Jump to content



Photo

Taking private browsing to the next level.


  • Please log in to reply
45 replies to this topic

#1 +warwagon

warwagon

    Only you can prevent forest fires.

  • 27,234 posts
  • Joined: 30-November 01
  • Location: Iowa

Posted 25 October 2009 - 05:10

Taking private browsing to the next level.


This guide is meant to help you keep people from snooping on your browser activities, locally on your computer. This is not meant to keep you anonymous on the internet. Icall it taking private browsing to the next level because I'm comparing it to the private browsing feature most of the browsers have. In that regard this give you so much more privacy with none of the sacrifices.

 

This year, web browsers started giving you the option to privately browse the internet without leaving a trace of your session on the computer.

What if you could have a browser session that is both private, doesn't leave a trace on the machine you are using, yet still lets you enjoy internet caching, favorites and everything a web browser can offer?

The first option that came to my mind was "Portable Firefox". A version of Firefox that doesn't need to be installed and can be run off of a any sort of removable device. This works pretty well, but anybody who has potential access to your removable device also has access to your "Portable Firefox" and everything you've been doing with it.

So I thought there had to be a way to make the device accessible to you and not someone else, even if they had access to it. So I thought, lets combine Portable Firefox with TrueCrypt. Even if someone had access to the device, they wouldn't be able to access the contents without first decrypting it using your password.

This guide will walk you through setting up a Truecrypt container on a removable device and then installing Portable Firefox onto it.
 

If you would rather watch a video on now to do it, rather than read, I made a video for you below.



Best if watched in 720p



First download and install TrueCrypt from the following website.
http://www.truecrypt.org/downloads

Part 1 Setting up your removable device as a Traveler Disc.

1) Plug in the removable device you wish to use with TrueCrypt.
2) Launch TrueCrypt
3) Click on the Tools.
4) Select "Traveler Disc Setup"

travlerdisksetup.jpg

In this next section we will be choosing the device we want to use. We won't be encrypting the entire device, just a file that TrueCrypt will use as the container .
5) Under "File Settings" Click the browse button

disksetup.jpg

6) Select the removable device you wish to use (Double check that you have the correct one selected) then click ok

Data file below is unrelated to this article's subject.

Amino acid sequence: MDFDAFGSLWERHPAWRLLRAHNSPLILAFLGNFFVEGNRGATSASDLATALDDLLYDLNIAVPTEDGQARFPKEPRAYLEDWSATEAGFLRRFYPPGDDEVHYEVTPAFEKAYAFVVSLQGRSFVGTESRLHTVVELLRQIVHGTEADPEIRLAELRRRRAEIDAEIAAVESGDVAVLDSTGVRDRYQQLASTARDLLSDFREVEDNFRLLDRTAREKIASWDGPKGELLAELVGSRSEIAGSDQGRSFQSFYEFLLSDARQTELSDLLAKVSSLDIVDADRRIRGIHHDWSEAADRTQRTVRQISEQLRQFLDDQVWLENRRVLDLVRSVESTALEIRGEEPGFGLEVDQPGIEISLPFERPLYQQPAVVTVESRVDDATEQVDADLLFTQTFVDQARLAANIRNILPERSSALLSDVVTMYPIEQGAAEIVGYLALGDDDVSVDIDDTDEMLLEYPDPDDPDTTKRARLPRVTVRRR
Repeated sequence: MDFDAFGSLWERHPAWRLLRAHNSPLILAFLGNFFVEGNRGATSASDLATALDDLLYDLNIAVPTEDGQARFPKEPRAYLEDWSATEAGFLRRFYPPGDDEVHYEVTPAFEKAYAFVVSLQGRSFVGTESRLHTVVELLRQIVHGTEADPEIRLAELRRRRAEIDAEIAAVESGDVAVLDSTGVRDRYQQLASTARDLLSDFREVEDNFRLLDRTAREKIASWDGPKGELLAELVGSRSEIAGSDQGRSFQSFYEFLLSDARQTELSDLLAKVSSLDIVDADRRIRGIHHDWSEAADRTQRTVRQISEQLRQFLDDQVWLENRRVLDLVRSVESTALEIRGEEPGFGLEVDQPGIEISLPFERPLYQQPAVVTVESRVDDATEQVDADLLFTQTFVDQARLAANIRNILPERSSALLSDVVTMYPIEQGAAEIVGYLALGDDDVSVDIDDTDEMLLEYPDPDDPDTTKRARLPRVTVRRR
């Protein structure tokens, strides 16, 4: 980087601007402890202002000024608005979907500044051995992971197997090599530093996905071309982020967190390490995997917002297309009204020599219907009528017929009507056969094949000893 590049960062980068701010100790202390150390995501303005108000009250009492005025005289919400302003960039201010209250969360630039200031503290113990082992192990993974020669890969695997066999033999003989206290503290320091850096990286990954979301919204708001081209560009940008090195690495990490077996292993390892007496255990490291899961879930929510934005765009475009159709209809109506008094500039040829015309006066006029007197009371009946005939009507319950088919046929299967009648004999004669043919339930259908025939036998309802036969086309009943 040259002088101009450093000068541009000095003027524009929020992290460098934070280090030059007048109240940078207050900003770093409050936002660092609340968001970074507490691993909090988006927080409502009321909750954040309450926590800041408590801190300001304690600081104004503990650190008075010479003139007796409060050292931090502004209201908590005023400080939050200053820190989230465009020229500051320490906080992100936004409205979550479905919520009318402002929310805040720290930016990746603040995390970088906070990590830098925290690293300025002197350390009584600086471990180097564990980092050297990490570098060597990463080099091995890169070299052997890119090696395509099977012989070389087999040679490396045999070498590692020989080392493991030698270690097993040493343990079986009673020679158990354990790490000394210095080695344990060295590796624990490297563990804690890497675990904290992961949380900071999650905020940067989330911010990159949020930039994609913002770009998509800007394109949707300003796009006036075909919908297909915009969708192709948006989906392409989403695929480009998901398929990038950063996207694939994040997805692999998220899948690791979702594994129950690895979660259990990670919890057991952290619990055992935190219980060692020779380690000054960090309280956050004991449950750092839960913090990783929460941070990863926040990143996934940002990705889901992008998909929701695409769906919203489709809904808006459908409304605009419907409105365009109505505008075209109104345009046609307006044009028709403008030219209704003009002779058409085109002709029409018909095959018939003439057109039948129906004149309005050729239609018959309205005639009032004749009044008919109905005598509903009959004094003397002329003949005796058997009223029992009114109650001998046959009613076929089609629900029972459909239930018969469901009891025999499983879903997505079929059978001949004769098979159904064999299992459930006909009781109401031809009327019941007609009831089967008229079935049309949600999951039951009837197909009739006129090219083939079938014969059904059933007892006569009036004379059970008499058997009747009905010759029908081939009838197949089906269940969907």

7) Uncheck "Include TrueCrypt Volume Creation Wizard is checked" We'll do that next.
The autorun section gives you the option to have TrueCrypt automatically run when you insert the device into a computer.
8) Click the "Create "
9) Once complete click the close.

Part 2 Creating a TrueCrypt Volume

1) Click the Tools menu
2) Click "Volume Creation Wizard"

volumef.jpg

3) Select "Create an encrypted File Container"

choosei.jpg

4) Click Next
5) Select "Standard TrueCrypt Volume"

standardl.jpg

6) In the volume location box, type in the drive letter of your device along with the name you wish to use for the new TrueCrypt container (Example i:\firefox). Double check that you have it typed in correctly.

locatiuon.jpg

TrueCrypt also gives you the option of saving or never saving your history. When you open TrueCrypt off your removable device, do you always want the path to the last container you decrypted to default in?" I actually prefer it that way. Someone still has to know the password to unlock it. It's a pain in the butt to have to browse for the container each and every time. So I just have it remember it for me, but it's up to you.

7) Click Next
8) Select your type of encryption.

encript.jpg

9) Click Next
8) Now it's time choose how much of the device you wish use. If you are using the device just for Portable Firefox than go head and use all of it. If it's going to be a device that also has other things on it then just use some of it.

sizel.jpg

9) Click Next.
8) Type in the password you with to use.

passwordk.jpg

9) Click Next
10) Choose the type of file system you wish to use. Personally I'd recommend using "NTFS" This will not format your entire device. It will just format the file you will be storing all your stuff in. Once mounted that file will appear as a separate drive letter.

formatvz.jpg